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Man on the platform

  1. Feb 5, 2016 #1
    1. The problem statement, all variables and given/known data
    A platform rotates in counterclockwise with angular velocity w.
    A man walks frm the center of the platform to the border with constant radial velocity v' wrt the platform.
    ##\mu_s## is the static friction coefficient.

    Calculate the minimum value for ##\mu_s## such that the radial motion is straight.
    What about a', value of the man acceleration wrt the platform?

    2. Relevant equations
    ##a_0=a'+a_{cc}+a_c##

    where ##a_0## absolute acceleration, a'=man acceleration wrt the patform, ##a_{cc}= 2 w x v'##, ##a_c=-w^2 r u_r##

    ##u_r##= unit vector with radial direction
    ##u_t##= unit vector with tangent direction

    3. The attempt at a solution
    absolute velocity : ##v_0=v' u_r+wr w_t##
    absolute acceleration: ##dv_0/dt=2v' w u_t-w^2r u_r##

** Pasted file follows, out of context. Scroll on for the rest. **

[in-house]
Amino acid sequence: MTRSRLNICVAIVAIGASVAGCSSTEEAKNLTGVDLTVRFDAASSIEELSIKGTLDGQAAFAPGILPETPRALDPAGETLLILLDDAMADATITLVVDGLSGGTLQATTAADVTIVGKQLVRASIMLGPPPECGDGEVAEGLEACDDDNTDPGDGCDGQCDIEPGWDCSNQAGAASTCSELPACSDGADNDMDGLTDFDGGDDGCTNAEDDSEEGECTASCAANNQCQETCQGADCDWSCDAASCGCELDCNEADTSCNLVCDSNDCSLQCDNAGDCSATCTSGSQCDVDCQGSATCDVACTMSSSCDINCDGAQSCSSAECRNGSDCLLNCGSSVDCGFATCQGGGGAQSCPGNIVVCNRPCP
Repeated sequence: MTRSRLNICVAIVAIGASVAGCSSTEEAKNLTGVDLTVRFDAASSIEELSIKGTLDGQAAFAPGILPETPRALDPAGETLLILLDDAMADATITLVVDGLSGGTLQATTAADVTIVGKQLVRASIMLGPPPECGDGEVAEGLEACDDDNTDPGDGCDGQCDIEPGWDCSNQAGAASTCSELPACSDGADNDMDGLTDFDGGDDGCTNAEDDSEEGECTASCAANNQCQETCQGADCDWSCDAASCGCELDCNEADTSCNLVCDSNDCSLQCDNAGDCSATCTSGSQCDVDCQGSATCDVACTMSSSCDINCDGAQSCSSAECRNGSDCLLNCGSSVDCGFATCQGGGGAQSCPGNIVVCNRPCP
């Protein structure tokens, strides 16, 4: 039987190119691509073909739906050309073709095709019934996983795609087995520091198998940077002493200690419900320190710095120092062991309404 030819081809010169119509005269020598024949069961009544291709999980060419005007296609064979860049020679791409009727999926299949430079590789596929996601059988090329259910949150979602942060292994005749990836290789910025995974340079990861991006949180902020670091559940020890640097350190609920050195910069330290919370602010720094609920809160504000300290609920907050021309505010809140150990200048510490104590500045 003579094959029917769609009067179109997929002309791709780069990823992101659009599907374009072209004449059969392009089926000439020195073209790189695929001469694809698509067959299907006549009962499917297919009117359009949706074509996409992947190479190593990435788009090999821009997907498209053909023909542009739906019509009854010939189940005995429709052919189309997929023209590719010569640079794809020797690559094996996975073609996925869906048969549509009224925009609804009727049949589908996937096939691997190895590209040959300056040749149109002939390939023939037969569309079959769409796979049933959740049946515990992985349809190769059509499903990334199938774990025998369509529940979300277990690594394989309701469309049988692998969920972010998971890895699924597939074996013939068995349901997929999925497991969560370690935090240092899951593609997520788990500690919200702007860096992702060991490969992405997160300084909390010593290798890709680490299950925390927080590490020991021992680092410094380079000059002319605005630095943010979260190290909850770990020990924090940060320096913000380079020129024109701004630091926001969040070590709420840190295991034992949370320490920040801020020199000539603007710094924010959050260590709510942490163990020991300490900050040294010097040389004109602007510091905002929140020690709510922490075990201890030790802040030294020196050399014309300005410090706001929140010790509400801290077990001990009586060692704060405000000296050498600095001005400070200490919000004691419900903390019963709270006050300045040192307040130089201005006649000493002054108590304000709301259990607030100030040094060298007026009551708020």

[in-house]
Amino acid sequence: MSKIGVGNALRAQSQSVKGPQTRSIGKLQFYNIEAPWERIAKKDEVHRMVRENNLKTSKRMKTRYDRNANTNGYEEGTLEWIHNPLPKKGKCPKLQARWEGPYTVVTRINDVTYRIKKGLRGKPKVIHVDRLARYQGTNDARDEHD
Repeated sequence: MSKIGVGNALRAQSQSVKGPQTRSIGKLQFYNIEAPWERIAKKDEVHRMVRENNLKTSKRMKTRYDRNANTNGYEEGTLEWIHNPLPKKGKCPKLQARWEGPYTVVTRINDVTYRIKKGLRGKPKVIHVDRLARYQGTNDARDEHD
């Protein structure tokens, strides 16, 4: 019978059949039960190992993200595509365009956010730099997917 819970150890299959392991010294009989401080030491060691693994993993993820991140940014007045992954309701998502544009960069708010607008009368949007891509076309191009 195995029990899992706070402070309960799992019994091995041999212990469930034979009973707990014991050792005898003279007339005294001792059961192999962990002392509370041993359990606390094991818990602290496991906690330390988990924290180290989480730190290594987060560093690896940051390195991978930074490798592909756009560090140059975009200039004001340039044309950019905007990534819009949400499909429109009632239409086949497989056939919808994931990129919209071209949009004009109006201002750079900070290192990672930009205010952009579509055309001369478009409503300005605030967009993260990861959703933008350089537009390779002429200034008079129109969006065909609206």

I want that the man goes straight on respect with an observer on the paltform, so I "cancel" the Coriolis acceleration:
    ##\mu_s =2v'w/g##

    ##a'=a_0-a_{cc}-a_c+a_{friction}=2v'wu_t##

    But I have obtained the Coriolis acceleration! ... Something went wrong. Please, help me!
     
  2. jcsd
  3. Feb 5, 2016 #2
    Doesn't the man experience a "fictitious" force which is the Coriolis force?
    What happens if you look at the problem from the actual inertial frame?
    Then the angular momentum is I w (where w is the angular velocity).
    What is the torque required to produce the change in angular momentum due to
    the man walking on the platform?
     
  4. Feb 5, 2016 #3

    haruspex

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    Agreed, if you mean that vectorially. And you know a', yes? So what is the net acceleration?
    No, that assumes the only acceleration of the man is Coriolis. There is also centripetal/centrifugal.
     
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